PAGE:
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Cofidur SA: A Profitable French Net-Net Stock


A neglected nano-cap stock only reporting in French trading at a net-net valuation

Has generated a lot of free cash flow during the last ten years

Management has made wise capital allocation decisions focused on strengthening the balance sheet

Has a share repurchase program in place, and a record of buying back shares

Note: All figures in EUR unless otherwise stated.

Investment thesis

Cofidur SA is active in a low-margin industry in France, which is not known for being particularly business friendly. Despite these facts, the company has a strong profitability record, and has generated substantial free cash flows during the last ten years. The stock is neglected by the market, probably since it is only reporting in French and since it has a low market cap and illiquid trading. At a net-net valuation, the company looks like an interesting opportunity. A share repurchase program is in place, which should reduce the down-side risk.

About Cofidur

Cofidur SA is a holding company with a 100% ownership in Cofidur EMS SA. This is the only holding of Cofidur SA, and Cofidur EMS SA is a leading player in the French market for electronic subcontracting. Cofidur EMS has been active in the electronic subcontracting business for over 30 years, and has 475 employees. The company has four sites in France and also offers a low-cost alternative off-shore. The products and services are aimed at sectors such as aviation, defense, lighting, medical, transport, telecommunications and oil. In 2016, 82% of the sales were made to customers in France, and 14% to customers in other EU countries. According to the annual report, the sales are concentrated to a limited number of customers. The stock of Cofidur AS is listed on the Alternext stock exchange in Paris under the ticker ALCOF. The reports are only published in French, and the company only reports twice a year. I don’t read French, so please be aware that there is a risk that I have misunderstood or overlooked something important in the company filings.


A valuation based on the balance sheet results in a price to tangible book value of 0.66. At the current stock price, the stock is even trading at a net-net valuation with a price to net current assets of 0.87. The earnings multiples are also attractive with TTM numbers of EV/EBIT at 3.3 and EV/EBITDA at 2.4. The ten year cyclically adjusted profit multiples are EV/EBITDA at 2.3 and EV/EBIT of 3.7. EV/Operating cash flow is 2.5 and EV/Free cash flow is 2.6 on a ten year cyclically adjusted basis. The TTM cash flow multiples are also attractive with EV/Operating cash flow at 3.0 and EV/Free cash flow at 6.6. Re-investments in the business have led to a compounded annual growth rate of tangible book value of about 3.6% for the last ten years.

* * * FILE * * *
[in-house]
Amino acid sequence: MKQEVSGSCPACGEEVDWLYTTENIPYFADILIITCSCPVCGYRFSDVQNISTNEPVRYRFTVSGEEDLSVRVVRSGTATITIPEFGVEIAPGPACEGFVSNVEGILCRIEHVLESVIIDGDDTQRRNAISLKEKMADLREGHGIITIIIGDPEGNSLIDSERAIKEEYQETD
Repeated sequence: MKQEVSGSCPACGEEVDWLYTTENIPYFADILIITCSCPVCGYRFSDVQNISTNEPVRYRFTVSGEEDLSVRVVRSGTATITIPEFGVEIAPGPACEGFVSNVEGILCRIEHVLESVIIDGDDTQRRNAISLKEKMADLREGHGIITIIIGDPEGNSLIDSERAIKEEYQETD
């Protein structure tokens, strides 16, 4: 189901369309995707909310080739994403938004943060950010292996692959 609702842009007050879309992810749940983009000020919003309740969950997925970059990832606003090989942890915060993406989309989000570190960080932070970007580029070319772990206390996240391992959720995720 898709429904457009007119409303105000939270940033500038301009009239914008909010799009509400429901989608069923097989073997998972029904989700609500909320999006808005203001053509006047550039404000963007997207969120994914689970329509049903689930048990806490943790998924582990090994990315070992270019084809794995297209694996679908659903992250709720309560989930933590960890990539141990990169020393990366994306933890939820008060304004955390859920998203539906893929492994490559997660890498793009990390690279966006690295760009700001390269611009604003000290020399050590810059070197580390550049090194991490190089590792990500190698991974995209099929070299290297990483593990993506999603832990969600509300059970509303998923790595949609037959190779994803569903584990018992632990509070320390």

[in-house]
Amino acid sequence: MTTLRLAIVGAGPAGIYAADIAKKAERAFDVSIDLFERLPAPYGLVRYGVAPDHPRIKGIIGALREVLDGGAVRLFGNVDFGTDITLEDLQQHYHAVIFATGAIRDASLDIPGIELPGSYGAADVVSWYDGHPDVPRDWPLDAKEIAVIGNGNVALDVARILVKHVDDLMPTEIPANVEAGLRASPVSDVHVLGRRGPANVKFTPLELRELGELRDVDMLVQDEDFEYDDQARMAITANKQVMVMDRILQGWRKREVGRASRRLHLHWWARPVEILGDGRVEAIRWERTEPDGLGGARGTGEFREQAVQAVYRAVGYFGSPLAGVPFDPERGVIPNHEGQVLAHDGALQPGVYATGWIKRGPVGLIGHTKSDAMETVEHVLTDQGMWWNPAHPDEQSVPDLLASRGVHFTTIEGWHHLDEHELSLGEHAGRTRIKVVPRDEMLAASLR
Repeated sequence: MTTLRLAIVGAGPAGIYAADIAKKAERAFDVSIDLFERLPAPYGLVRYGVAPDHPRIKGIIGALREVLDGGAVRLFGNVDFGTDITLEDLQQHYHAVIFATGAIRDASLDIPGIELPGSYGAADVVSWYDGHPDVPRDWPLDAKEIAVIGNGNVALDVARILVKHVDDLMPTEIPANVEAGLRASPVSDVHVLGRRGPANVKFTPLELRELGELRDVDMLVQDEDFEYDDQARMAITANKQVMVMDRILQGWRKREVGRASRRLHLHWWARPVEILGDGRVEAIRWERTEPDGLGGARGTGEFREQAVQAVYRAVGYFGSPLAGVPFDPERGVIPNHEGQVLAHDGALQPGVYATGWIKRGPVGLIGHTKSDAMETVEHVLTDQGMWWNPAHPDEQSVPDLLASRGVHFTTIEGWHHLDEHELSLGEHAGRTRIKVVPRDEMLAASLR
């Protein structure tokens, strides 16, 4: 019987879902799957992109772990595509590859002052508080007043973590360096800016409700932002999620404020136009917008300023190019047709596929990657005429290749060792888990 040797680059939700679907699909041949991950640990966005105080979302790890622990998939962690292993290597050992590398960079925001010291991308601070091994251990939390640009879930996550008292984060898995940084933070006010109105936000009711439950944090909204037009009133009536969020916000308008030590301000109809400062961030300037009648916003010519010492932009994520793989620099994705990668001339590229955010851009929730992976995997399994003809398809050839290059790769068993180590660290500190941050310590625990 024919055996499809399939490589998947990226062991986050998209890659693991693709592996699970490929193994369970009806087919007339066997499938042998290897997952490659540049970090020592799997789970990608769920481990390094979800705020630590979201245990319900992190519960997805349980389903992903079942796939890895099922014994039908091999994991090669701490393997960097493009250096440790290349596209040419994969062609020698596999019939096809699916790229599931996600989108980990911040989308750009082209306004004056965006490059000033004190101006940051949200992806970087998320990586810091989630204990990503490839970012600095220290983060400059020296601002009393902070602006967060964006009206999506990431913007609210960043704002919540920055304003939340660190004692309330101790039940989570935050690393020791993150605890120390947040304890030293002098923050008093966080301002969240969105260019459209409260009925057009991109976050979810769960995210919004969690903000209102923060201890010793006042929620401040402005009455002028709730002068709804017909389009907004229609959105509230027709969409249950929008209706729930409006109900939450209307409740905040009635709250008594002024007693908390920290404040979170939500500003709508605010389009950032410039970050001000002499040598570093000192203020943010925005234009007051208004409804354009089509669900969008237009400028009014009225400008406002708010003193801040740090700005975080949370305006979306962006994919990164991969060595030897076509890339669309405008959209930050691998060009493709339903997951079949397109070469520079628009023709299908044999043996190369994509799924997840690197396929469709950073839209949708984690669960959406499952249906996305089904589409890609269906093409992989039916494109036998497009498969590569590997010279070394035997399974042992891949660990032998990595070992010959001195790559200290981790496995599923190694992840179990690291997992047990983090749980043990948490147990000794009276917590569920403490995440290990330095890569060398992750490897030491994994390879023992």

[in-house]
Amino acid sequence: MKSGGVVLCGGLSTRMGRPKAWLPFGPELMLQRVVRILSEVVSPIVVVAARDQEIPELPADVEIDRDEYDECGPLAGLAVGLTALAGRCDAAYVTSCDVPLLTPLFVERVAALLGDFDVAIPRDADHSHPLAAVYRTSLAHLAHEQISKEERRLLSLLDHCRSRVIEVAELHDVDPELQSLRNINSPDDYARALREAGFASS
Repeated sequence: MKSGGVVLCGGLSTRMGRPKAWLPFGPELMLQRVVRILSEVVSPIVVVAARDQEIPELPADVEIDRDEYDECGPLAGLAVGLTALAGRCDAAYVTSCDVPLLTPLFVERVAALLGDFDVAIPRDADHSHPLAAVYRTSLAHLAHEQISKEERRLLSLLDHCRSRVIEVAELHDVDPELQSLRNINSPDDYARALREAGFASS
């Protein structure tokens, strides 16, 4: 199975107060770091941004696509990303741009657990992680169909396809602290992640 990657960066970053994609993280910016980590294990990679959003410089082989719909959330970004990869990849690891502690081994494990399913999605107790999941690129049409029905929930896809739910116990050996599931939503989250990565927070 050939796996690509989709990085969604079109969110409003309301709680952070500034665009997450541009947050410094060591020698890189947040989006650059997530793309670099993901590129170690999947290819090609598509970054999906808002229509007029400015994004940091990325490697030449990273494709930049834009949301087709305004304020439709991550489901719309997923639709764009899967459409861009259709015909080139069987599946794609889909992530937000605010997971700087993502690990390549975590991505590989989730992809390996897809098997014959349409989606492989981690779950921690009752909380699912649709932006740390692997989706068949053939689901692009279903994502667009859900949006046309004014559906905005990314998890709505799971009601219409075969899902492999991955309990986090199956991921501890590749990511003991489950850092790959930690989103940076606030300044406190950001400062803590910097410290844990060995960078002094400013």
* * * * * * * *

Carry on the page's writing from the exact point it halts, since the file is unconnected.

Financial position

The key ratios for financial stability look good, with a net cash position:

Capital allocation

The company has bought back about 10% of its outstanding shares over the last ten years. The company has also been a steady dividend payer over the last ten years, with a current dividend yield of about 2.1%. The holding company sold the subsidiary Techci Rhone Alpes SA in 2011, and since then there has been no M&A activity.

The company has used more than half of its FCF during the last ten years to pay down its debt and strengthening its balance sheet. Considering the low-margin business the company is in, I think that it has been a wise management decision to strengthen the balance sheet.

There is a share repurchase program in place. The program allows the company to buy back a maximum of 10% of the shares outstanding. There is also a purchase price cap of 400 EUR in place. The program was instituted at May 23 2017 and will run until November 23 2018. At the end of September, the company had not repurchased any shares.

Profitability history

The key ratios for historic profitability provide a positive picture:

Shareholder structure and management incentives

The company has a majority shareholder in EMS Finance, which holds a stake of more than 50% of the capital. I haven’t found much information about EMS Finance. In 2009, EMS Finance issued a tender offer after having substantially increased its shareholding in Cofidur, but only reached about 52% of the capital ownership. The CEO of Cofidur is Henri Tranduc, and he is also a president of EMS Finance.


The company saw falling revenues following the financial crisis. Even though the company hasn’t been able to reach the pre-crisis revenue levels, the revenue numbers have been fairly stable during the last several years:

The activity ratios also look stable: Even though Cofidur is clearly not a growth company, the trend is not as weak as the valuation would suggest. The company has in its annual reports stated the increased relocation of electronic production from France as a major business risk for several years, but this is not visible in the revenue numbers.


Cofidur is active in a low-margin industry in a country known for not being particularly business friendly. Despite these facts, the company has a strong profitability record, and has generated substantial free cash flows during the last ten years. At a net-net valuation, I view the down-side as limited enough to warrant an investment.

Disclosure: I am/we are long ALCOF.